Courting Dragons (2023) by Jeri Westerson

1529, Greenwich Palace, London, at the court of King Henry VIII. Will Somers is the king’s jester – and the king’s source of gossip and advice, possibly the only person in the court to be honest with the temperamental monarch. And these are difficult times for Henry, as he is tiring of his wife, Catherine of Aragon, and a young woman called Anne has caught his eye.

The Spanish court are less keen on Henry abandoning Catherine, and an group of Spanish nobles are also present at Greenwich. When Will finds one of them dead in the Palace gardens, he knows that trouble has arrived. Not just the fact that someone from a foreign power has been killed, but also that Will spent the previous night in bed with the man. And a blackmail note has just arrived…

I was rather intrigued when I saw this one pop up on NetGalley, as I’ve read one book by Jeri Westerson, and while I enjoyed it, I felt that, having crashed into the middle of a long-running series, I was missing out on the backstory of the main character. So having said that, seeing this was the start of a series, I thought I’d get in on the ground floor.

Will is an interesting character, for the most part – see the caveat below – and the idea of a character being overlooked by most people while searching for the truth isn’t exactly new, using the role of the fool in that role works well. The book seems well-researched and the both the descriptions and mechanics of court life run true. The relationship between Henry and Will seems very convincing and the machinations of various bodies around the court work well to build up the suspicion that danger lurks around every corner. Add in Will’s determination to be taken seriously by his true love’s father while needing to play the fool when anyone is watching, and you’ve a story with plenty of moving parts.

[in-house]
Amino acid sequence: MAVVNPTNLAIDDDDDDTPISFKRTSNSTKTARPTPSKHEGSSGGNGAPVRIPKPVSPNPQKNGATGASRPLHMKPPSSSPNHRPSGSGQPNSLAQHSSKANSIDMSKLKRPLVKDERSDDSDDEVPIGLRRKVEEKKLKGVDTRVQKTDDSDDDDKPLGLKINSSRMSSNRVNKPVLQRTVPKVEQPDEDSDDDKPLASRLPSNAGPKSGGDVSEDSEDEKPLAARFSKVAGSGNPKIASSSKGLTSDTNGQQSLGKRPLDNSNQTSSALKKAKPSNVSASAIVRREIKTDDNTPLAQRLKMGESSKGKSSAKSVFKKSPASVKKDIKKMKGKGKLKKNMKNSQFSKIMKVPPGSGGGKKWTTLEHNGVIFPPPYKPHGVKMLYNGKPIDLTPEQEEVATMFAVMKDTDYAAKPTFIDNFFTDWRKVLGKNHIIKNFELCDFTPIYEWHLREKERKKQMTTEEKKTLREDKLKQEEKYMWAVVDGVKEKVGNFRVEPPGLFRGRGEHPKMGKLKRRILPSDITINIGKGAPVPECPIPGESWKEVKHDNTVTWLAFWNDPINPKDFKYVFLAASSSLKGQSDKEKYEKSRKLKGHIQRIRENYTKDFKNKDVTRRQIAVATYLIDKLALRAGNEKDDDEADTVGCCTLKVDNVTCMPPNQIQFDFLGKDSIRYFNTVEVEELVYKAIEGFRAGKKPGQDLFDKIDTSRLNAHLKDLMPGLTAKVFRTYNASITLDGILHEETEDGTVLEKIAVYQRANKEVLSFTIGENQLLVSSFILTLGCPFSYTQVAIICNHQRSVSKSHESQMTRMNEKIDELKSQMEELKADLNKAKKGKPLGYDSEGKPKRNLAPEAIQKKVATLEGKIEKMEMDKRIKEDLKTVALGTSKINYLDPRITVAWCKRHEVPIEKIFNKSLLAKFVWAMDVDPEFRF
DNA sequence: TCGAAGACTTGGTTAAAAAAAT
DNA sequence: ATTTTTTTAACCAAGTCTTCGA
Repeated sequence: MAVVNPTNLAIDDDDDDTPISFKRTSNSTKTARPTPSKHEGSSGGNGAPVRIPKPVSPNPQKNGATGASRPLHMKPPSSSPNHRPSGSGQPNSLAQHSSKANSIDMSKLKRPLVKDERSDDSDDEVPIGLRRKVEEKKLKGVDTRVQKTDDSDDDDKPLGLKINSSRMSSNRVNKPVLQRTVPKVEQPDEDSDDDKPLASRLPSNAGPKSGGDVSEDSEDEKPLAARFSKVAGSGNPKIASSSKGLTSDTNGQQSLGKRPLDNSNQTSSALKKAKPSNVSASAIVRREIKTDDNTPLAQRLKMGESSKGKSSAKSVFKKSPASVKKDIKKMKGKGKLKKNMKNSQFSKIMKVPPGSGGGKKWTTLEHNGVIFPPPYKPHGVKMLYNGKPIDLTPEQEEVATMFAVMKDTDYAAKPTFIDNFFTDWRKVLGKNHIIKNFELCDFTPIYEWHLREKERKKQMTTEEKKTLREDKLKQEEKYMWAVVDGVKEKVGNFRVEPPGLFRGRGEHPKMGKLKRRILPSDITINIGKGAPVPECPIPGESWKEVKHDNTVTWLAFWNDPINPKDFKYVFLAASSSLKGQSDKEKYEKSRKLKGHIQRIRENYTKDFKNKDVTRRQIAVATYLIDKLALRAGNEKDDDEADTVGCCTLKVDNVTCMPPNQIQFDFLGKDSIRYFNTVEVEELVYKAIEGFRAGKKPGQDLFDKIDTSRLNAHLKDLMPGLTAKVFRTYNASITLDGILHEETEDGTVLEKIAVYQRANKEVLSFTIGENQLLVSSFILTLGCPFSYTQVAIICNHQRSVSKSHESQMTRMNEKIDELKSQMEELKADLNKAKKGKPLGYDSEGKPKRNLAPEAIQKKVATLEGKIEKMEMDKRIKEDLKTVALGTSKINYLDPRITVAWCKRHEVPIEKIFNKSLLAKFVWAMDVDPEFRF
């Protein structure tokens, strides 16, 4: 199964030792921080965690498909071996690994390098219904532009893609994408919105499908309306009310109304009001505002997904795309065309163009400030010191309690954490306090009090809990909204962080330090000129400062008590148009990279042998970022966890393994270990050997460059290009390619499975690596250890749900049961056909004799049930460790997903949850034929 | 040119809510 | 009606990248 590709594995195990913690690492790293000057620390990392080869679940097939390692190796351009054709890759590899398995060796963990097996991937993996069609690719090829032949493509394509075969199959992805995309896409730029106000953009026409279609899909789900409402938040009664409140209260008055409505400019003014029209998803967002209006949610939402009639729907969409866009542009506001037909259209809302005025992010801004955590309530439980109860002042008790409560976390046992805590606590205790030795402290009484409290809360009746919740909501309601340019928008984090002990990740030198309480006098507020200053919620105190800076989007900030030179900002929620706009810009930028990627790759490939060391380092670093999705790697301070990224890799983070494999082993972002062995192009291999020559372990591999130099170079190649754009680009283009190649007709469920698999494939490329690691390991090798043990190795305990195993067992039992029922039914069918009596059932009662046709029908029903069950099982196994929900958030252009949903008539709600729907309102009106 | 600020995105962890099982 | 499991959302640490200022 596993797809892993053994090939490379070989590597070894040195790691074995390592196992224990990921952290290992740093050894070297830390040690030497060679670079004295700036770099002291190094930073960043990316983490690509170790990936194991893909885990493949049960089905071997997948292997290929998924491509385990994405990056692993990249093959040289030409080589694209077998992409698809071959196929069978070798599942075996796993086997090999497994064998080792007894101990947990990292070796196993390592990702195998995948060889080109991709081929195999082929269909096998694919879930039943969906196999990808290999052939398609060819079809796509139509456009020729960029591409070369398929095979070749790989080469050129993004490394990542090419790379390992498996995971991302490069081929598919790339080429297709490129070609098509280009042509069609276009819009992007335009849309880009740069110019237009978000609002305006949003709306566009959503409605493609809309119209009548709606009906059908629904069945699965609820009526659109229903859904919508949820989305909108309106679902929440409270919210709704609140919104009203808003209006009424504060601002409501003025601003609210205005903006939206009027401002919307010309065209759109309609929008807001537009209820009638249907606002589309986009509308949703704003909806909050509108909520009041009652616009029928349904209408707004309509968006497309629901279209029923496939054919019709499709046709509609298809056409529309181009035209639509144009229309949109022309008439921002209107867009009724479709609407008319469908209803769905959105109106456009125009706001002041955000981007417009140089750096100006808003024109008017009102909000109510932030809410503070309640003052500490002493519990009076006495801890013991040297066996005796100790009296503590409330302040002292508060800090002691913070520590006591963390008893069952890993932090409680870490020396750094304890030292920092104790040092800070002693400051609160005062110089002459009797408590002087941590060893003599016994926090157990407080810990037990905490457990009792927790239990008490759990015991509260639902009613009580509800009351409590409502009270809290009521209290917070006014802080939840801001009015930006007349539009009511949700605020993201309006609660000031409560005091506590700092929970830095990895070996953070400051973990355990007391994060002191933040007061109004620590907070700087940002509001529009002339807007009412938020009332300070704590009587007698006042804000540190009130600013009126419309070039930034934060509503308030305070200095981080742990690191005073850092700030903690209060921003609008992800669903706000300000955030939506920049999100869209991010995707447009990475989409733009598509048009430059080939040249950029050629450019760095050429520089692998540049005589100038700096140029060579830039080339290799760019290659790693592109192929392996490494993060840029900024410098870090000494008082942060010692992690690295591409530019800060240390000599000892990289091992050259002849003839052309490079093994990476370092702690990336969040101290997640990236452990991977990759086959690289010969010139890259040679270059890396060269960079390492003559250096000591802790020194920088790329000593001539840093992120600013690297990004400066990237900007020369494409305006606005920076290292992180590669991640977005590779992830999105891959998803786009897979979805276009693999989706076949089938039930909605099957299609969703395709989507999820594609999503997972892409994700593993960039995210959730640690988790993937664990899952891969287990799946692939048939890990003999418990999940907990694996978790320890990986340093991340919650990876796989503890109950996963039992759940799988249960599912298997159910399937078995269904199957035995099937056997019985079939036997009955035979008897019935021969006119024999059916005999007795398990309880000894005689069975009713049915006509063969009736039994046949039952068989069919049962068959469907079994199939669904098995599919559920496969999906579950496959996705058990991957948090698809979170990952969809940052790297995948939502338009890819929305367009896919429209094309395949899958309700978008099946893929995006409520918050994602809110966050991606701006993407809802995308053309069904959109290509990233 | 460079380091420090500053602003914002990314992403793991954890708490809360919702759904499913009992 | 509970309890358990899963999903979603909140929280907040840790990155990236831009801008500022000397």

There are a couple of caveats. One is pretty minor, namely that the surprise about the motive won’t come as a surprise to people who have read a few mystery novels. The other… well, maybe this is me, but I don’t understand how someone can have a true love that he wants to marry and spend the rest of his life with, but also need to have sex with a handful of various men around the court as well. That’s not how love works for me but there are plenty of things I don’t understand in the world. The fact that if Will’s bisexuality is discovered, he’d be executed, yet he seems to have a number of lovers around the palace, at least one of them being rather indiscreet about the whole thing, however…

All in all though, I enjoyed this historical mystery. It’s got a nice number of suspects and motives, a mostly convincing lead character and a convincing picture of life in the Tudor court. I look forward to book two.

Courting Dragons is out from Severn House in the UK in hardback and ebook on 3rd January 2023 – yeah, this review is a bit early. Oops. Many thanks for the review e-copy.

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